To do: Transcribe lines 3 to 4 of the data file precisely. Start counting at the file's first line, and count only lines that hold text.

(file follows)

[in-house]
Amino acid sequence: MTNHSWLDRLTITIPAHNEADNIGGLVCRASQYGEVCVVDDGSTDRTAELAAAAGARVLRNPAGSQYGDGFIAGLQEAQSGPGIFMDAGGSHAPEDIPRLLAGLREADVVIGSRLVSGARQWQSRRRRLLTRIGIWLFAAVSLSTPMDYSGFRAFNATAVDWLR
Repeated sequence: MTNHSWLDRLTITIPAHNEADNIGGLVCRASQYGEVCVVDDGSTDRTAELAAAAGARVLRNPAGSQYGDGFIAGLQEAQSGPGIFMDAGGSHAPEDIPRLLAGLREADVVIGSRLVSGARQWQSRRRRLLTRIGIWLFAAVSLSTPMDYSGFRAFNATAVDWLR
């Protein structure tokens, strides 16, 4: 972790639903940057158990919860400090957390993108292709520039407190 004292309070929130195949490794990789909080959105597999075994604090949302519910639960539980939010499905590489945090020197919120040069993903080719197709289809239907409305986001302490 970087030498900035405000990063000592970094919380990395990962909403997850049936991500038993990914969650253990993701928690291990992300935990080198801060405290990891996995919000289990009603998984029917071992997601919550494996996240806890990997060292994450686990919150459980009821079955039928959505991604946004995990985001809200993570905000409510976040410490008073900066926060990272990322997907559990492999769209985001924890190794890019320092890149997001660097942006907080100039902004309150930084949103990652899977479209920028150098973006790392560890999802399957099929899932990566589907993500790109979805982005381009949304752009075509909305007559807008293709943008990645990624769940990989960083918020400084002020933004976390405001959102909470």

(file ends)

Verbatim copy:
Repeated sequence: MTNHSWLDRLTITIPAHNEADNIGGLVCRASQYGEVCVVDDGSTDRTAELAAAAGARVLRNPAGSQYGDGFIAGLQEAQSGPGIFMDAGGSHAPEDIPRLLAGLREADVVIGSRLVSGARQWQSRRRRLLTRIGIWLFAAVSLSTPMDYSGFRAFNATAVDWLR
């Protein structure tokens, strides 16, 4: 972790639903940057158990919860400090957390993108292709520039407190 004292309070929130195949490794990789909080959105597999075994604090949302519910639960539980939010499905590489945090020197919120040069993903080719197709289809239907409305986001302490 970087030498900035405000990063000592970094919380990395990962909403997850049936991500038993990914969650253990993701928690291990992300935990080198801060405290990891996995919000289990009603998984029917071992997601919550494996996240806890990997060292994450686990919150459980009821079955039928959505991604946004995990985001809200993570905000409510976040410490008073900066926060990272990322997907559990492999769209985001924890190794890019320092890149997001660097942006907080100039902004309150930084949103990652899977479209920028150098973006790392560890999802399957099929899932990566589907993500790109979805982005381009949304752009075509909305007559807008293709943008990645990624769940990989960083918020400084002020933004976390405001959102909470």